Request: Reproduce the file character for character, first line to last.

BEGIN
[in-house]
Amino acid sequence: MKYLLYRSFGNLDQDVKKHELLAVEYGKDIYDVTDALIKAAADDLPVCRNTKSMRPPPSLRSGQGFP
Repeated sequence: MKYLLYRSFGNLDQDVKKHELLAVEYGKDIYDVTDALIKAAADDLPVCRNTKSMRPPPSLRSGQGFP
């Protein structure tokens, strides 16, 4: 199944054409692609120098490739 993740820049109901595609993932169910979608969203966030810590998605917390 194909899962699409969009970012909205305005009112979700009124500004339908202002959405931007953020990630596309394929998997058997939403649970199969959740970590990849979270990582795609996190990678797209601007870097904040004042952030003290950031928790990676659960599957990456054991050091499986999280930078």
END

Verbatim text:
[in-house]
Amino acid sequence: MKYLLYRSFGNLDQDVKKHELLAVEYGKDIYDVTDALIKAAADDLPVCRNTKSMRPPPSLRSGQGFP
Repeated sequence: MKYLLYRSFGNLDQDVKKHELLAVEYGKDIYDVTDALIKAAADDLPVCRNTKSMRPPPSLRSGQGFP
């Protein structure tokens, strides 16, 4: 199944054409692609120098490739 993740820049109901595609993932169910979608969203966030810590998605917390 194909899962699409969009970012909205305005009112979700009124500004339908202002959405931007953020990630596309394929998997058997939403649970199969959740970590990849979270990582795609996190990678797209601007870097904040004042952030003290950031928790990676659960599957990456054991050091499986999280930078």